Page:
Here the question is whether or not the aliens in question are “people” at all. They don’t have hands. They are not obvious tool users, even on the primitive level of, for example, David Weber’s treecats. In fact, they look rather like Labrador retrievers.
The book grew out of my fascination with how many tests sociologists and suchlike use to measure “intelligence” are based on human norms.
ALAN: Of course, the stories we’ve both mentioned assume that the humans and the aliens do actually have a communication channel, either face to face or through some sort of communication device. The problem becomes much harder to solve if the alien race is long dead.
JANE: Yeah, “long dead” would make it difficult to have any sort of contact with a race.
ALAN: That’s true in a very literal sense. (Sorry to ruin your joke by taking it seriously.) But it does raise the question of just how could archeologists of the future come to grips with the language and culture of a society that has no living members with whom to talk? There are lots of societies here on Earth that we know very little about, and whose written records we cannot read. How much harder will that be for truly alien societies with which we have nothing in common?
JANE: Since I’m married to an archeologist, I’ve seen firsthand how difficult it is to learn about a past culture – even if that culture has living descendants. The complexities would grow exponentially with a completely alien culture.
ALAN: H. Beam Piper came up with a beautiful solution to the problem in his short story “Omnilingual.” He assumes that technological societies have more in common with each other than non-technological societies do because scientific truths are universal. The story itself uses the periodic table of the elements as a Rosetta stone to unlock the secrets that an alien society had left behind.
JANE: Okay. I’m sure I read that one, but it’s been a while… I need to find a copy and re-read it. Any other good first contact stories to suggest?
ALAN: I’m very fond of a series of short stories about a team of unorthodox engineers by the British writer Colin Kapp. In each story, the team is presented with an alien technology from a long dead race. They have to deduce what the technology is for, often to a tight deadline. After several semi-catastrophic red-herrings lead them up several garden paths, they eventually find out what the technology is really supposed to do, just in time to prevent a disaster.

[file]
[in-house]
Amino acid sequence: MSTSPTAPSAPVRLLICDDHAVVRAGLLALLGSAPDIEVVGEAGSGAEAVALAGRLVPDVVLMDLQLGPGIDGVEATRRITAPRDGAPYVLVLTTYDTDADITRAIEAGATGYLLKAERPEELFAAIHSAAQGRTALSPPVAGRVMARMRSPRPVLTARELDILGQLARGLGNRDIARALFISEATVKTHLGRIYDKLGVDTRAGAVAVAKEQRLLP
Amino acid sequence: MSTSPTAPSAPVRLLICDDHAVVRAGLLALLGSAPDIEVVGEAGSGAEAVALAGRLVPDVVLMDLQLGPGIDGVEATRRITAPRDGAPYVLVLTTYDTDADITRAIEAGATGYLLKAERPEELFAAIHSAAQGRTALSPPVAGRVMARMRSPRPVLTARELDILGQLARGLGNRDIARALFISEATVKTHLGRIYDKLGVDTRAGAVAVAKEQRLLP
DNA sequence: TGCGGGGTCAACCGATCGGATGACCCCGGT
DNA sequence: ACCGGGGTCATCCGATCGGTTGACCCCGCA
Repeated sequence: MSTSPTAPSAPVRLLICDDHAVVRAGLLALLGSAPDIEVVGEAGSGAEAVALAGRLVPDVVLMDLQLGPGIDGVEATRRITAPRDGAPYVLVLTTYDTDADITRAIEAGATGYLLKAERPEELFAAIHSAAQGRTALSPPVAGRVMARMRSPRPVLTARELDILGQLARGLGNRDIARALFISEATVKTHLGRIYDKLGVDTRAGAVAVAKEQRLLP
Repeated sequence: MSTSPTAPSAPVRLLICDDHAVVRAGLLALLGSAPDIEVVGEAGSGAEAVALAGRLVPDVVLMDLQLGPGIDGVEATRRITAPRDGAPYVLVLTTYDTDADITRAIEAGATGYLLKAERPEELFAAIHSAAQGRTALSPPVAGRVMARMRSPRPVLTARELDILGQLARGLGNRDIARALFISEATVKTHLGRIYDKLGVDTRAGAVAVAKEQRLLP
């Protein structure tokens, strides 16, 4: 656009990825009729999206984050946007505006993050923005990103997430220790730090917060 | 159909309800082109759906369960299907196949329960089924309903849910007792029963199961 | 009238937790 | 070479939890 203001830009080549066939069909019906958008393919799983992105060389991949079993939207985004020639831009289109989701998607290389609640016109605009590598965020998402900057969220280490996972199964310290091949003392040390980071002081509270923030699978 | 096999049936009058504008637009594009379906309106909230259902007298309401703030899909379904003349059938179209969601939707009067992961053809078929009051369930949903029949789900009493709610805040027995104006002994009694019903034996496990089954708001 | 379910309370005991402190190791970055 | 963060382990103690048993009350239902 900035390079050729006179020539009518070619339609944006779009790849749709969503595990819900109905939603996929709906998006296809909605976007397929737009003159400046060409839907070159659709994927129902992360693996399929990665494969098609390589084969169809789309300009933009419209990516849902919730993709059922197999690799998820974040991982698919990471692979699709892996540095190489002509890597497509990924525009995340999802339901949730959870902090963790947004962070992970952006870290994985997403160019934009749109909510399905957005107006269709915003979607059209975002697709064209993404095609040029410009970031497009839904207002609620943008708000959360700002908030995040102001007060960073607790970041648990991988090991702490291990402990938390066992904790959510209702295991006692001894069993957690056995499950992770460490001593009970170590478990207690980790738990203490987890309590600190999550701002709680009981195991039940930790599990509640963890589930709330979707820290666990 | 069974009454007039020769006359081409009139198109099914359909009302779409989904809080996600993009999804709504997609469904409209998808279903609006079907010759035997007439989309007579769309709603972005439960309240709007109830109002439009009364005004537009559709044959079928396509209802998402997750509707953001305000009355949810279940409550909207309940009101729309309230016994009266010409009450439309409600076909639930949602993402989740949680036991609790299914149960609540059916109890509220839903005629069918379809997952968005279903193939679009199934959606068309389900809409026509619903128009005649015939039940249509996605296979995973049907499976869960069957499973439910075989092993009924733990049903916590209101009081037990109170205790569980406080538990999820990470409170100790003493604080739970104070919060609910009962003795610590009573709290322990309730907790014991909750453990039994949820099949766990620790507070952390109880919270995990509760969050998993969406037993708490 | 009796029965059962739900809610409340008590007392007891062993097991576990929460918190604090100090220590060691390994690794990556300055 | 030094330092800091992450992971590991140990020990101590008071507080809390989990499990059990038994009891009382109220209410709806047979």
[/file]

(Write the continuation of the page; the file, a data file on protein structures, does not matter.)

The stories are somewhat formulaic, but their humour, and the ingenuity of the alien technologies transcend the formula. The stories have a small cult following in the UK. They were published under the title Unorthodox Engineers by Dobson Books and the stories originally appeared in Dobson’s New Writings in SF series. Probably the best of the stories is “The Railways Up on Cannis”…
JANE: I haven’t read those. I’ll see if I can find a copy. So many books, so little time…
An alien first contact short story I’m fond of is Larry Niven’s “The Warriors.” It’s the tale of the first encounter between humans and the Kzinti. You get a look from both sides and the each makes assumptions based on their own cultural values that are fascinating.
ALAN: I’ve not read that one. I’ll add it to my list. Hmmm… Infinity plus one… I may have a problem here…
JANE: Another place to sample a bunch of first contact stories is the anthology First Contact edited by Larry Segriff and Martin H. Greenberg. I contributed a short story called “Small Heroes,” which is reprinted in my new collection Curiosities.
ALAN: I’ve not read that one either. Oh well – at least I’ll get to read your story when I buy my copy of Curiosities.
JANE: I hope you enjoy it when you do…